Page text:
He understood that she felt smothered, but in no way wanted her to believe that she was at fault for all of this.

“Like hell,” he mumbled taking his coat off the rack and opened the door, just in time to see her Cadillac speed off. Was she really driving herself to the hospital with a bloody shoulder?

He had let her storm out too many times, each one resulting in a rift in their relationship. He let his pride keep him from chasing her down and begging for forgiveness. They always just found their way back to one another because the reality that they couldn’t live without each other kicked in. But the emotional bruises inevitably took a while to heal.

It didn’t matter if she didn’t want him there. He didn’t care if she threw a fit. He was going after her because he loved her more than he thought he could love anyone. And that’s what scared him the most.

The emergency room was fairly quiet on a Thursday night. Dr. Marsee was called immediately when Diane came in with blood stains all over her shirt. She had tried to stop the bleeding on the way, only proceeding to make it look like she had just lived through the Texas Chainsaw Massacre movies.

“What happened,” Jill didn’t seem too alarmed after she realized only a few stitches had been busted.

Diane knew she looked like a wreck, the crying spell having left dark circles around her splotchy eyes.

“I thought I told you to take it easy today.” Her comment was accompanied by a light chuckle as she began to stitch up the wound once again. Glancing at Diane’s tear stained face, she slowed her hands.

“Diane. What happened.” She wasn’t asking about the broken stitches anymore. Jill offered her a tissue and fell into a patient silence.

“I was so cruel to him.” She whispered, dropping her head. “If I hadn’t been bleeding I would have turned around as soon as I slammed the door.” Sniffing, she continued.

“I cried the whole way here. I’ve never felt so guilty in my whole life and I want it to stop. I just can’t go on knowing that I could have prevented this whole situation and he never would have been in harms way.” Jill took in Diane’s confession.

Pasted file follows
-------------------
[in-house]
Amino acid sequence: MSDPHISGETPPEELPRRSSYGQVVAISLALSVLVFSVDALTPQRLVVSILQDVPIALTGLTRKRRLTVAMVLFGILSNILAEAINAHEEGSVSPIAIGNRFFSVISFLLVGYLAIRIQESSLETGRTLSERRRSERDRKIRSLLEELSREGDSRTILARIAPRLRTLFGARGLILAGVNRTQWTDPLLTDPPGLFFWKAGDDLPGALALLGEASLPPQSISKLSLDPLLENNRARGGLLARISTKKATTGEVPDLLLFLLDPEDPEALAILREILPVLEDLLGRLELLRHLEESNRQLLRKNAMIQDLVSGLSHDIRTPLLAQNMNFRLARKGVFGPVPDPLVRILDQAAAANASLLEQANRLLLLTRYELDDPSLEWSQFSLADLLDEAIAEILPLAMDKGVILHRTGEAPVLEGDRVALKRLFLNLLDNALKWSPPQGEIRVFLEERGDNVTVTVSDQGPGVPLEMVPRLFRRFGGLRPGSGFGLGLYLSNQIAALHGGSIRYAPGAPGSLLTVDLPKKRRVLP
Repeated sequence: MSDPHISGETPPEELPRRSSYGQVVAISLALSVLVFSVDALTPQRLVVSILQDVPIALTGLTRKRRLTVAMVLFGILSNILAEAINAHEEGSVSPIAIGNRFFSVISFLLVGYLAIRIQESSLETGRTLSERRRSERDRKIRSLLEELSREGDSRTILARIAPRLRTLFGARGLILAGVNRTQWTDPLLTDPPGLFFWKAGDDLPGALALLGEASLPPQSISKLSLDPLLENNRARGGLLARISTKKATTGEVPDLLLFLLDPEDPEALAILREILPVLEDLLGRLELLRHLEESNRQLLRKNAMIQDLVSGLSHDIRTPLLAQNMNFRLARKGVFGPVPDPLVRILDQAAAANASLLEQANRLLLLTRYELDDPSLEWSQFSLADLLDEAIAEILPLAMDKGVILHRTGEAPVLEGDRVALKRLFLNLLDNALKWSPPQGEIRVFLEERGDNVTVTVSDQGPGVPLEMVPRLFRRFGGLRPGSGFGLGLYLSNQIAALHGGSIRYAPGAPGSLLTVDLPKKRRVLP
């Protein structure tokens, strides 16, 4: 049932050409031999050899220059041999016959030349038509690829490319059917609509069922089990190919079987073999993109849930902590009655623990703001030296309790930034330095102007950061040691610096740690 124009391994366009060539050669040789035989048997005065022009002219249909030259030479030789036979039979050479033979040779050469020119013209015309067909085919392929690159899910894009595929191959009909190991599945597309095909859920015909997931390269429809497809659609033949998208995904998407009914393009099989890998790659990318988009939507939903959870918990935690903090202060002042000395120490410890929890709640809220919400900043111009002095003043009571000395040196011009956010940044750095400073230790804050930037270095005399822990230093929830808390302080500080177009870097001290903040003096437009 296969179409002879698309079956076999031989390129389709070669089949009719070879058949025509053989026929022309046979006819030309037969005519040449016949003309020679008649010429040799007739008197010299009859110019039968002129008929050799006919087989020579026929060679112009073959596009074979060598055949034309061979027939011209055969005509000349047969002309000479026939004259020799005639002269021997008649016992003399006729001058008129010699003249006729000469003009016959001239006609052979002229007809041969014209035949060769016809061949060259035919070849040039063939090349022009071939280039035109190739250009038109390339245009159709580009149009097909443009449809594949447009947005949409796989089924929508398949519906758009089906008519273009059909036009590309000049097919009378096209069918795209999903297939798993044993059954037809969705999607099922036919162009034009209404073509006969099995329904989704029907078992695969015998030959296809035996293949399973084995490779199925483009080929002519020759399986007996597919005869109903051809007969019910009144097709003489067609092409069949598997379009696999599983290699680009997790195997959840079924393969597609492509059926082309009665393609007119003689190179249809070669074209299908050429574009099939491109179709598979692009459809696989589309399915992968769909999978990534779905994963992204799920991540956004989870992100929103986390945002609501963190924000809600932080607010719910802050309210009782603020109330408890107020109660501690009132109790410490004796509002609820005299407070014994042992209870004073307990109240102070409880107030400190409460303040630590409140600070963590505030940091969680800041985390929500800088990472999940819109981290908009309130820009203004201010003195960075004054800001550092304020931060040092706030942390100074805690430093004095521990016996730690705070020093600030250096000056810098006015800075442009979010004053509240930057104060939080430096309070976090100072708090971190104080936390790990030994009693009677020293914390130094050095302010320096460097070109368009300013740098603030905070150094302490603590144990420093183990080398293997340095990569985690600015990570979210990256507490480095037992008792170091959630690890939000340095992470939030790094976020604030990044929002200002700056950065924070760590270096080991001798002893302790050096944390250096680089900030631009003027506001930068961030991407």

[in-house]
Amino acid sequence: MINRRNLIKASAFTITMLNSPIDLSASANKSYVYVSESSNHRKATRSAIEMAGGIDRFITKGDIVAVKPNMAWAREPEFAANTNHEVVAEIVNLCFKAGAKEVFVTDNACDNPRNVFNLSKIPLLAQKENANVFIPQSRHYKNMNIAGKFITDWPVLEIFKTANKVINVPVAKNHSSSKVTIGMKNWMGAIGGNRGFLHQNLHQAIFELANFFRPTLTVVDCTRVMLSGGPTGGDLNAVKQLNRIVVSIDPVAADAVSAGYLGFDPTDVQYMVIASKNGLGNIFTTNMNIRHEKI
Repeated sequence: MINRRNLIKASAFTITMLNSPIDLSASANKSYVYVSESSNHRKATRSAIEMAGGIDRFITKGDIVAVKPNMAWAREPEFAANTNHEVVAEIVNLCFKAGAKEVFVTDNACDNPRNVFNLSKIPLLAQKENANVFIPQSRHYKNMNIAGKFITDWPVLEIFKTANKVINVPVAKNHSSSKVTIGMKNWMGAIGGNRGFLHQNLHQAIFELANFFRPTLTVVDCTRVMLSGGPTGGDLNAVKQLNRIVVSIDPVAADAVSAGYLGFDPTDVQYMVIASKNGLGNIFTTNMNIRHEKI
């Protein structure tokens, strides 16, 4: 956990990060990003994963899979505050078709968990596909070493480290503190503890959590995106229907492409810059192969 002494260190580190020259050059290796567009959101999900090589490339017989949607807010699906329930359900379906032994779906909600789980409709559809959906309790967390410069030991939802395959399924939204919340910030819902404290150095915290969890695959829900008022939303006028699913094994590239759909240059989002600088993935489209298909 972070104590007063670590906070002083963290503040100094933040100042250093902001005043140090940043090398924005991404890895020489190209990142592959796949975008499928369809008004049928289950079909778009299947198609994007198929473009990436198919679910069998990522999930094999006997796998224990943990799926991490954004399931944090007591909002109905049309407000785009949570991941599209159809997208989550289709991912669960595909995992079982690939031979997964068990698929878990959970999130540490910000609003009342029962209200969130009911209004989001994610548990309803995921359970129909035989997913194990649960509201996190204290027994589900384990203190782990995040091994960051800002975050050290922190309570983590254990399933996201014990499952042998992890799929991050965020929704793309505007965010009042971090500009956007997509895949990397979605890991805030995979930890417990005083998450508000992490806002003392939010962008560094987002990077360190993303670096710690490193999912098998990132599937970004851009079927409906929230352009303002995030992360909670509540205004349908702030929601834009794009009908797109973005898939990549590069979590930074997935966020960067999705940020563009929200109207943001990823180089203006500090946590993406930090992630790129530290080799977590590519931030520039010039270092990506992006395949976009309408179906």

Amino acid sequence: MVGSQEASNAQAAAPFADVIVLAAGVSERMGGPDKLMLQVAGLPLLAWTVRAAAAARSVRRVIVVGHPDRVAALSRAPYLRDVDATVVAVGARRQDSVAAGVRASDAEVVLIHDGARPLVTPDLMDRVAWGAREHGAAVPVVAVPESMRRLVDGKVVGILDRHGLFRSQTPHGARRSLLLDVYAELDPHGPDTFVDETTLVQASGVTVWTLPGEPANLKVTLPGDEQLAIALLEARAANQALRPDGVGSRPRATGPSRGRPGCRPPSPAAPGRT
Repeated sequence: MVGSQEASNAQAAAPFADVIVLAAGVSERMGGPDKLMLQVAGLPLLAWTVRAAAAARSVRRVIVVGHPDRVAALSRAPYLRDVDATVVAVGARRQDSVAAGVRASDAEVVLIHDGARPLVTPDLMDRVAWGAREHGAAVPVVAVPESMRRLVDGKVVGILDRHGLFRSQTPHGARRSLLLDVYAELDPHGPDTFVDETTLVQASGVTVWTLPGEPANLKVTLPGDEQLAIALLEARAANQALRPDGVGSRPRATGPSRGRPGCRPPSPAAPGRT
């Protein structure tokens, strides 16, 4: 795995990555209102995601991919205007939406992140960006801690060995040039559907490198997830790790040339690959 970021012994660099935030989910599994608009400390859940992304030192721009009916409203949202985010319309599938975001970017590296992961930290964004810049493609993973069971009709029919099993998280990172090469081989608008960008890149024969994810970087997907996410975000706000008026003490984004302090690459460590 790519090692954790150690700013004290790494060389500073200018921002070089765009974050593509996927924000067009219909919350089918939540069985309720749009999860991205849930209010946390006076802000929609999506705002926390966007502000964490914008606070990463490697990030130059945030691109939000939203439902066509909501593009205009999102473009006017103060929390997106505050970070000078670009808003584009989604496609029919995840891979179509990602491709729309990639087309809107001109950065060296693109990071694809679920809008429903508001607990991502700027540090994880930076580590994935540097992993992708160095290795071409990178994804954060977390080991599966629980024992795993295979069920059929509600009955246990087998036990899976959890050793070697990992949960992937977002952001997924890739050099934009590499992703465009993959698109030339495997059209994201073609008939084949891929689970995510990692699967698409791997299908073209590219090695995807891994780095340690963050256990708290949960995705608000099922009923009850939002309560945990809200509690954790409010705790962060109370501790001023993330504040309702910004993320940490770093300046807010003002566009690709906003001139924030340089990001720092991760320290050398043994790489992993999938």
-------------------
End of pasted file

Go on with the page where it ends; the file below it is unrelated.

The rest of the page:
“And now he probably hates me.” Defeat.

“I’m not going to pretend that I know the whole situation, but I’ve seen the way he looks at you. And a lot of couples come through here, so I think I’d be able to tell when one is special. He just wants you to get better. It doesn’t matter whose fault it is. Love doesn’t care about that.”

Diane was startled by her sympathy.

“Now. Let’s get you sewn up because I’d be willing to bet almost anything he’s sitting in the waiting room right this minute.” Diane’s eyes shot up to Jill’s and her heart pounded. He wouldn’t have come after me. Would he?

Twenty minutes later, Diane was walking out of the exam room in her blood stained shirt letting exhaustion take over her muscles. She hadn’t slept through the night in two weeks.

And there he was. Standing up against the wall gazing up at whatever news outlet was occupying the nearest television. Diane merely blinked and let tears pour freely down her cheek. He was just waiting for her. Like he had every time she cried, every time she changed her outfit for an event, every time she stayed up late for work. Suddenly every emotion he ever made her feel came surging through. Pride, lust, hate, resentment, fear, passion, joy; they were all there, swarming her psyche. But overwhelmingly, love blew all the others out of the water.